Author Of 2 Presentations
P0693 - Brainstem and cerebellar involvement in MOG-IgG Associated Disorder versus Aquaporin-4-IgG and Multiple Sclerosis (ID 1244)
Brainstem and cerebellar involvement are recognized to occur in myelin-oligodendrocyte-glycoprotein-antibody-associated-disorder (MOGAD) and the clinical syndrome can be severe. However, data on brainstem and cerebellar involvement in MOGAD is limited.
To determine the frequency and characteristics of brainstem/cerebellar involvement in MOGAD versus aquaporin-4-IgG-seropositive-neuromyelitis-spectrum-disorder (AQP4-IgG-NMOSD) and multiple sclerosis (MS).
In this observational study, we retrospectively identified 185 Mayo Clinic MOGAD patients and included those with: 1) characteristic MOGAD phenotype; 2) MOG-IgG seropositivity by live-cell-based-assay; 3) brainstem/cerebellar MRI lesion(s). We compared clinical, MRI and cerebrospinal fluid (CSF) characteristics of symptomatic brainstem/cerebellar attacks in MOGAD to AQP4-IgG-NMOSD (n=30) and MS (n=30).
Brainstem/cerebellum involvement occurred in 62/185 (34%) MOGAD patients of which 39/62 (63%) had accompanying brainstem/cerebellum symptoms/signs. Ataxia (45%) and diplopia (26%) were common manifestations. The median age in years (range) in MOGAD of 24 (2–65) was younger than MS at 36 (19–65) and AQP4-IgG-NMOSD at 45 (6–72)(P<.05). Isolated brainstem/cerebellar attacks in MOGAD (9/39[23%]) were less frequent than MS (22/30[73%]; p<0.05) but not significantly different from AQP4-IgG-NMOSD (14/30[47%]; p=0.07). Diffuse middle cerebellar peduncle MRI-lesions favored MOGAD (17/37[46%]) over MS (3/30[10%]; P<0.05) and AQP4-IgG-NMOSD (3/30[10%]; p<0.05), while diffuse medulla, pons or midbrain MRI-lesions occasionally occurred in MOGAD and AQP4-IgG-NMOSD but never in MS. CSF oligoclonal bands were similarly rare in MOGAD (2/30[7%]) and AQP4-IgG-NMOSD (1/22[5%]; p>0.99) but common in MS (17/22[77%]; p<0.05). Expanded-disability-status-scale-score (EDSS) and brainstem/cerebellar functional-system-scores (FSS) at nadir and recovery did not significantly differ between the groups.
Brainstem/cerebellar involvement is common in MOGAD but usually occurs as a component of a multifocal CNS attack rather than in isolation. We identified clinical, CSF, and MRI attributes that can help discriminate MOGAD from AQP4-IgG-NMOSD and MS.
P0730 - More rapid recovery and improved outcome with early steroid therapy in MOG-IgG associated optic neuritis (ID 1109)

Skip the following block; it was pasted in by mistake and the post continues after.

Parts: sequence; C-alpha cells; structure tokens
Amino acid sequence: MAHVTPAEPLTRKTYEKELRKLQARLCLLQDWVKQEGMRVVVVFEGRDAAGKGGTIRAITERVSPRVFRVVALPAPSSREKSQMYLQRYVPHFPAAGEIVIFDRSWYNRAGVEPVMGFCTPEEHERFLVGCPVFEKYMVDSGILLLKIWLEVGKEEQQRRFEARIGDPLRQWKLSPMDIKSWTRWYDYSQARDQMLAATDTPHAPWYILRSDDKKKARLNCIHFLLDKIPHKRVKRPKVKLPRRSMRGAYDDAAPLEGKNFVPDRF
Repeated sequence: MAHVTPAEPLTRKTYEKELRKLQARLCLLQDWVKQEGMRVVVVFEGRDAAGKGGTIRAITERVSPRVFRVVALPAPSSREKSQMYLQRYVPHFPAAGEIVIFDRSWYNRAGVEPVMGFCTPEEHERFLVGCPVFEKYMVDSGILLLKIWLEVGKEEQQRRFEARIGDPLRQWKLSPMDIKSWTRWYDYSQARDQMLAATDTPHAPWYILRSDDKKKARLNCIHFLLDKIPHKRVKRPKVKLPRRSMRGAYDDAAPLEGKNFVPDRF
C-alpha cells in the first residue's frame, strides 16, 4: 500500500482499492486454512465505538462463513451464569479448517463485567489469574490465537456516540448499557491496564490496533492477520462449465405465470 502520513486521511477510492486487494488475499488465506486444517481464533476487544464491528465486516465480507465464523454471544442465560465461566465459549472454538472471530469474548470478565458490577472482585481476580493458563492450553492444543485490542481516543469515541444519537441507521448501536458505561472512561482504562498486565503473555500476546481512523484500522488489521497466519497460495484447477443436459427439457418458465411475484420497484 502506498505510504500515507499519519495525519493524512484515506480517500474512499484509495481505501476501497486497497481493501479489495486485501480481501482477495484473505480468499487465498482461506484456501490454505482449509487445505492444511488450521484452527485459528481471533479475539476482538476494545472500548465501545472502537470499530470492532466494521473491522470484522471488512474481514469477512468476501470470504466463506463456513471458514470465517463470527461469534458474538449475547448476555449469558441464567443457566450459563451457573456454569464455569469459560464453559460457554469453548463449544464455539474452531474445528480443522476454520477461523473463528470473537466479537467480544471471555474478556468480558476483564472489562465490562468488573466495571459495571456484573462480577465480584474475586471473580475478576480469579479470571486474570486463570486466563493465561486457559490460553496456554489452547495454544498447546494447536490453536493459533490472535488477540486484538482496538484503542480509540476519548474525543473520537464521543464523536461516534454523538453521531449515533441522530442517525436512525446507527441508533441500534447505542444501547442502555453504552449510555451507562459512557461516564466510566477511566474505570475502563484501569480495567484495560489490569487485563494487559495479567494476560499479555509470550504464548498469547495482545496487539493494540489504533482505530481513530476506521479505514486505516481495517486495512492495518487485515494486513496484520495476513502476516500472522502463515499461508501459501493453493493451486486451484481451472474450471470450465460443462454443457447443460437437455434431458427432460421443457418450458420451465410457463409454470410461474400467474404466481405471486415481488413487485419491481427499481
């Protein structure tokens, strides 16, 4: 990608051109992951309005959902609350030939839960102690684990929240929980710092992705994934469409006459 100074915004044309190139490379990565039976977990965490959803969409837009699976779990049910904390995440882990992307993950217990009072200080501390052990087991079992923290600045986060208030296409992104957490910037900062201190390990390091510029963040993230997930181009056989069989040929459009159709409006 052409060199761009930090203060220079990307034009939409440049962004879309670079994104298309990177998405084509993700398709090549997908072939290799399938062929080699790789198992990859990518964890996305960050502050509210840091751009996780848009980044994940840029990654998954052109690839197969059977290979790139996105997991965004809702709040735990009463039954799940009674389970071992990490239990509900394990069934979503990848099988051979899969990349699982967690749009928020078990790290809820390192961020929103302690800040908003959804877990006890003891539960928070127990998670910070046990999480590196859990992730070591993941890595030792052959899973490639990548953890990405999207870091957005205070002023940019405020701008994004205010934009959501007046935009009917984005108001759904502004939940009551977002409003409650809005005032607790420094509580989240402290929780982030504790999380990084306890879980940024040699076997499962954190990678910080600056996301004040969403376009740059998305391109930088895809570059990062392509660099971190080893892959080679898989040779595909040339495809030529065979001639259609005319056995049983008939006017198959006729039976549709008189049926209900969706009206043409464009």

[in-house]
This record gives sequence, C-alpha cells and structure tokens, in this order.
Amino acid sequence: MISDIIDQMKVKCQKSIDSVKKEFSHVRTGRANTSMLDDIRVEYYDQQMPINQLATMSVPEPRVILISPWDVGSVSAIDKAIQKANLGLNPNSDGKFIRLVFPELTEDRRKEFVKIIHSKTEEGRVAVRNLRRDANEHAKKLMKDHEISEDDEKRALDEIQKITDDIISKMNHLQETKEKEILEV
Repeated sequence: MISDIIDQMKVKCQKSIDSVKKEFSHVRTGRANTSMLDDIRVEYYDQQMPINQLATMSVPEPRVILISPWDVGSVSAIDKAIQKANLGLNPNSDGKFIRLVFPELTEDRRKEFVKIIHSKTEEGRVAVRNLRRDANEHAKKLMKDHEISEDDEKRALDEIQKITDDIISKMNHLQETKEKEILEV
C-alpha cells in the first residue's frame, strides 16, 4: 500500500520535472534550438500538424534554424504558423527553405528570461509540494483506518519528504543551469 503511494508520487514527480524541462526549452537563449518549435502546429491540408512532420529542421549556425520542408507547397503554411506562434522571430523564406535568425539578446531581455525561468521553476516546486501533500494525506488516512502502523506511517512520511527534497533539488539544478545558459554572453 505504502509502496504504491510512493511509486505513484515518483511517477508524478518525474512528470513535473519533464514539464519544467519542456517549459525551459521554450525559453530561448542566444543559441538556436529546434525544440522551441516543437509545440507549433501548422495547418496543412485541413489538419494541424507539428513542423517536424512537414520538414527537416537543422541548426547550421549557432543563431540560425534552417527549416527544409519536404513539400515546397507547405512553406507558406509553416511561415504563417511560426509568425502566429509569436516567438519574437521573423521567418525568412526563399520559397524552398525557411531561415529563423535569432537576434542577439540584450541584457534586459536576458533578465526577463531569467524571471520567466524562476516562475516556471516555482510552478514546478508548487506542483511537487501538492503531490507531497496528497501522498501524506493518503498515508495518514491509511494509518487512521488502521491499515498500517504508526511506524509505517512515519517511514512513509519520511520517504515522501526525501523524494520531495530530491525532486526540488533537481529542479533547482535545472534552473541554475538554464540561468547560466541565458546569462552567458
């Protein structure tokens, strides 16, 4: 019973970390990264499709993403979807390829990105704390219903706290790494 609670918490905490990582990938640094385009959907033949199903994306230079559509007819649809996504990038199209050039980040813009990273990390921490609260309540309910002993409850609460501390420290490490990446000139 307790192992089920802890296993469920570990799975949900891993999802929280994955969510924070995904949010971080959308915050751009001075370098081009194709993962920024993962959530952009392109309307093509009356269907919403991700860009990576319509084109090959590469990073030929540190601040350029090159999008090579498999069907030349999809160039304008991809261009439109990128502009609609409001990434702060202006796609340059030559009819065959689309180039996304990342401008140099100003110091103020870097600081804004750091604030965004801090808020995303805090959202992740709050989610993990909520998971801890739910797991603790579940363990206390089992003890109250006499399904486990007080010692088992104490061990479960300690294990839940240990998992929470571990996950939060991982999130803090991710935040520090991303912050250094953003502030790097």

Antibodies against myelin oligodendrocyte glycoprotein (MOG-IgG) are a biomarker of MOG-IgG associated disorder (MOGAD), a CNS demyelinating disease that disproportionately affects the optic nerves as optic neuritis (ON). MOG-IgG ON is usually associated with pain and is often steroid responsive, but details of this in a large cohort are lacking.
To investigate whether timing of steroid treatment affects the rate and extent of visual recovery in a large cohort of MOGAD patients and examine the temporal relation of eye pain to visual loss.
We included consecutive patients evaluated by the neuro-ophthalmology departments at 5 centers from January 2017 to April 2020. Patients fulfilling the following criteria were included: (1) clinically documented history of ON; (2) serum positivity for MOG-IgG by live cell-based-assay. The details of each ON attack was recorded, including presence of eye pain, days of eye pain prior to the onset of vision loss, nadir of visual acuity loss, type of acute treatment, time to treatment, time to recovery, and final visual acuity after each attack.
A total of 221 ON attacks in 115 patients with one or more episodes of MOG-IgG ON were included. The average age at the initial ON onset was 36.8 (SD 19.3); 71 (62%) were female. Eye pain was present in 171/193 (89%) of attacks with data collected on eye pain. Among 98 attacks with available temporal data, the pain began a mean of 4.2 (SD 4.2) days prior to the vision loss. Early steroid therapy administered to 9 patients (6 with MRI optic nerve enhancement; 3 had clinical ON but no MRI) with eye pain but lacking vision loss had resolution of eye pain and never developed vision loss.
Among 37 ON attacks treated with intravenous methylprednisolone (IVMP) within 2 days of onset of vision loss, the average time to recovery was 1.9 days (SD 3.1) compared to 12.1 days (SD 12.1) in 84 ON attacks treated later than 2 days (p<0.001). Those treated within 2 days had less severe visual acuity (VA) loss at time of treatment (mean LogMAR VA 0.62, SD .77) compared to those treated later than 2 days (mean LogMAR VA 1.6, SD 0.9), p<0.001, and also had a better final VA after IVMP (mean LogMAR VA 0.05, SD 0.11) compared to those treated later than 2 days (LogMAR VA 0.26, SD 0.57), p=0.034.
The observational findings that early IVMP leads to faster recovery and better outcomes and that pain precedes vision loss in the majority of MOG-IgG ON attacks suggests there may be a therapeutic window for steroid treatment that reduces the risk of permanent deficits.